Nightjar (Caprimulgus europaeus)

French: Engoulevent d'Europe
KingdomAnimalia
PhylumChordata
ClassAves
OrderCaprimulgiformes
FamilyCaprimulgidae
GenusCaprimulgus (1)
SizeLength: 26-28 cm (2)

The nightjar is classified as Least Concern (LC) on the IUCN Red List (1). Listed under the Birds of Conservation Concern Red List, Annex 1 of the EC Birds Directive, Appendix II of the Bern Convention and protected in the UK under the Wildlife and Countryside Act 1981 (3).

crepuscular bird, the nightjar (Caprimulgus europaeus) has finely patterned tree-bark like cryptic plumage that provides excellent camouflage in the daytime when it is inactive. Adults have a flat, wide head, small bill and large eyes that enable them to see in low light levels. Males can be distinguished from females by their white wing patches. Due to their long wings and tail, nightjars are very agile fliers (2). The scientific name Caprimulgus means 'goat sucker'; the species was fabled to milk goats due to their wide, soft mouths and habit of feeding near grazing animals. This superstition is ancient, dating back to Aristotle. The common name 'nightjar' refers to the loud jarring or 'churring' call of the male, which can contain 1900 notes per minute. A 'coo-ik' call is also given in flight (4).

In the UK the nightjar is at the western extreme of its breeding range, which extends to China and Mongolia in the east, southern Scandinavia in the north and south to North Africa. It is a summer visitor to the UK, and winters in Africa. The breeding range in the UK has contracted from the north and west, but strongholds remain in southern England and East Anglia, there are also scattered populations as far north as Scotland (3).

Nightjars feed over a range of habitats such as freshwater wetlands, orchards and even gardens. However the most important habitats for the species are lowland heathland and young forestry plantations. Acidic heathland on gravely or sandy soils support strong nightjar populations in the south of Britain (3).

Nightjars return from Africa in late April and May. Upon return, males attract a mate and establish a territory by calling. During courtship males fly around a female, often wing clapping or gliding with the tail spread out and wings held up. Nests are selected by males and are usually a shallow scrape on bare ground amongst heather or bracken. Eggs are laid between mid-May and mid- July. A typical clutch consists of one to three eggs, and if the first brood is produced early in the season, a second brood may be possible. The migration to Africa starts in August and September (2).

Nightjars hunt for insects on the wing at dusk and dawn, their agility allows them to perform rapid twists and turns in pursuit of their prey. Most of the diet consists of moths, flies, craneflies, beetles, and ants. Nightjars have an unusual serrated middle claw which they use to preen their feathers (2).

The nightjar has been declining in both numbers and range in the UK since the beginning of the 20th century, and in 1981 the population reached its lowest level, with just 2,100 males recorded. Between 1968 to 1972 and 1992 the range decreased by 52 percent. Despite a partial recovery (numbers were up to 3,400 males in 1992), this species is still threatened. A loss of suitable breeding and foraging habitat is thought to have been a major cause of the decline; 40 percent of England's lowland heathland has been lost since the 1950s, and existing habitat still faces pressures from housing and road developments. It is also thought that a reduction in insect prey availability caused by climatic factors and pesticide use has played a role in the decline of the nightjar (3). Other contributory factors may be predation by adders (Vipera berus), lack of appropriate management on existing heathland sites leading to scrub invasion, and poor winter survival in the nightjar's African wintering grounds (2).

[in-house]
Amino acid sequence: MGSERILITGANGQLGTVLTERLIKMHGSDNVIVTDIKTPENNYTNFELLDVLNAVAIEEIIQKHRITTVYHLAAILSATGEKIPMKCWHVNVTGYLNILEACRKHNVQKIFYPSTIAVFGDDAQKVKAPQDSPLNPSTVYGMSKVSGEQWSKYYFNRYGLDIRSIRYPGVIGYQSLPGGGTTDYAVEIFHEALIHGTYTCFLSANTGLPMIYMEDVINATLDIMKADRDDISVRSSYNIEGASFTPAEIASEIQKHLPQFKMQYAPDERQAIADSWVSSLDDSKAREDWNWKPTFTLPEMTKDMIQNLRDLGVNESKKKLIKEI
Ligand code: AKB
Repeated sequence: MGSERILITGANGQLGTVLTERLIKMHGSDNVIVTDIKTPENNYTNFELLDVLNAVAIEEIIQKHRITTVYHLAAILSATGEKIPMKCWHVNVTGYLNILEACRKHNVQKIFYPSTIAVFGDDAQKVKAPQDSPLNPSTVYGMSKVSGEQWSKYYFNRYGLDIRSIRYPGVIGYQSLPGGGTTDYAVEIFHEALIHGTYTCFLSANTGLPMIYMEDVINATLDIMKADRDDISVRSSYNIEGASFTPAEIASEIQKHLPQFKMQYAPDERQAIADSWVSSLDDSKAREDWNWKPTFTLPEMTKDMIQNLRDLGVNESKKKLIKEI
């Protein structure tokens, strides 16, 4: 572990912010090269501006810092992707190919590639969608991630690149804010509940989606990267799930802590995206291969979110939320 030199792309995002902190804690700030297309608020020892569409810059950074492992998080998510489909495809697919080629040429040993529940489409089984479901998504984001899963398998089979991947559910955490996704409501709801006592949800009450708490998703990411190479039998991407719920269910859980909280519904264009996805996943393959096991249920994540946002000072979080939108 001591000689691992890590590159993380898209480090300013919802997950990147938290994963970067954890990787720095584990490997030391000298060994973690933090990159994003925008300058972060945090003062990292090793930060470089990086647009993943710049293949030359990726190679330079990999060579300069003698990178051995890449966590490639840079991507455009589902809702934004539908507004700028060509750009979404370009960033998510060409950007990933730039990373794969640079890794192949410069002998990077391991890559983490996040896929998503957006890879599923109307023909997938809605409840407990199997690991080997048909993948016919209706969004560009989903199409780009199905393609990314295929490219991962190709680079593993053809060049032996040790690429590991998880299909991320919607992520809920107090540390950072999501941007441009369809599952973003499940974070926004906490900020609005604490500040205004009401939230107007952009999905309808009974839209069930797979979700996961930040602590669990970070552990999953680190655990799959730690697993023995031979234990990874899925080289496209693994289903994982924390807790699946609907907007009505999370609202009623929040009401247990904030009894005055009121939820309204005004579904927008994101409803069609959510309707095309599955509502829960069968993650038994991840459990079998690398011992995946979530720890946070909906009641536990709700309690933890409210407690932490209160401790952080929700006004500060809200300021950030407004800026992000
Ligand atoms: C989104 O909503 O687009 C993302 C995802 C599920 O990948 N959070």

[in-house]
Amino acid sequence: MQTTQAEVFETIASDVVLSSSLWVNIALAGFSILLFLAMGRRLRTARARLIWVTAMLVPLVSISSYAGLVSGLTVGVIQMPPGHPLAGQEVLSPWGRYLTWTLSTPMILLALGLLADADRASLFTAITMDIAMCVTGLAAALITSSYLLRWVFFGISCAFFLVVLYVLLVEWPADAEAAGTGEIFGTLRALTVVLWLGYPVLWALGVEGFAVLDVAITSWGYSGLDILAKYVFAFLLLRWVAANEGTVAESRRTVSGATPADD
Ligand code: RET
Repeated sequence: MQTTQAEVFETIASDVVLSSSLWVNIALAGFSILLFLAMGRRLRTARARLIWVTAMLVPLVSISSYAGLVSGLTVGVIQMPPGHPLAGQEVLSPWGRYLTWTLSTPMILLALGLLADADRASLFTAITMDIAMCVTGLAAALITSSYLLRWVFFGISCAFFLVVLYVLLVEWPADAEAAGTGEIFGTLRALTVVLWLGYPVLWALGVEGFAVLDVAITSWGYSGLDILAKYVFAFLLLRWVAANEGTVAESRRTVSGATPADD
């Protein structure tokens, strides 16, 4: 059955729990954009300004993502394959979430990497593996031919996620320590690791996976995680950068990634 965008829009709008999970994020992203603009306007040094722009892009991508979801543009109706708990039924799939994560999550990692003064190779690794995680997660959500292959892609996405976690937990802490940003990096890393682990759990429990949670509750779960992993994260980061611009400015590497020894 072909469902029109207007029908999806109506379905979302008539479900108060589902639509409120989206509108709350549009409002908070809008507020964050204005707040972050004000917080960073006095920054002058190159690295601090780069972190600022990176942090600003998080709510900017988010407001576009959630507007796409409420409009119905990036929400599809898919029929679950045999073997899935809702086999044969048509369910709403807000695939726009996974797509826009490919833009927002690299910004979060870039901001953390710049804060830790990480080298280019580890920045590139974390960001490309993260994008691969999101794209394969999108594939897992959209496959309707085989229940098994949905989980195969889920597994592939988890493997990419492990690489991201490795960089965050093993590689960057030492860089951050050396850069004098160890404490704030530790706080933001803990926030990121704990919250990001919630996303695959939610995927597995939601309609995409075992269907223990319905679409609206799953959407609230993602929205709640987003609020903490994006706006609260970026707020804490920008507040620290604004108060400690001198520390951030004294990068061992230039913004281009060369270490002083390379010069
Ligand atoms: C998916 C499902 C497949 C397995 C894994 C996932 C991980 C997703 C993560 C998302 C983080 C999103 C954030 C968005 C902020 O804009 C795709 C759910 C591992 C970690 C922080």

Nightjars breed on a number of RSPB nature reserves where management techniques are used to benefit the species. These techniques include the thinning of encroaching scrub, leaving patches that can be used as nesting sites and increasing the area of short heather available for nesting. The nightjar is a UK Biodiversity Action Plan species, this plan aims to halt the decline, and increase the numbers to 4,000 churring males by 2003 (5). Main areas of work have included the protection of existing lowland heathland and foraging habitats, creation of new habitats, and the promotion of sympathetic forestry management practices and agricultural systems in the wider countryside (2). Conservation action targeted at the nightjar will be likely to help the woodlark (Lullula arborea) (5).

For more information on the nightjar and other bird species:

Information authenticated by the RSPB:
http://www.rspb.org.uk/

  1. IUCN Red List (March, 2011)
    http://www.iucnredlist.org/
  2. RSPB (November 2001)
    http://www.rspb.org.uk
  3. Battern, L. A., Bibby, C. J., Clement, P., Elliott, G. D. and Porter, R.F. (1990) Red Data Birds in Britain. T & A.D. Poyser, London.
  4. Greenoak, F. (1997) British birds, their folklore, names and literature. Christopher Helm A&C Black, London.
  5. UK Biodiversity (November 2001)
    http://www.ukbap.org.uk/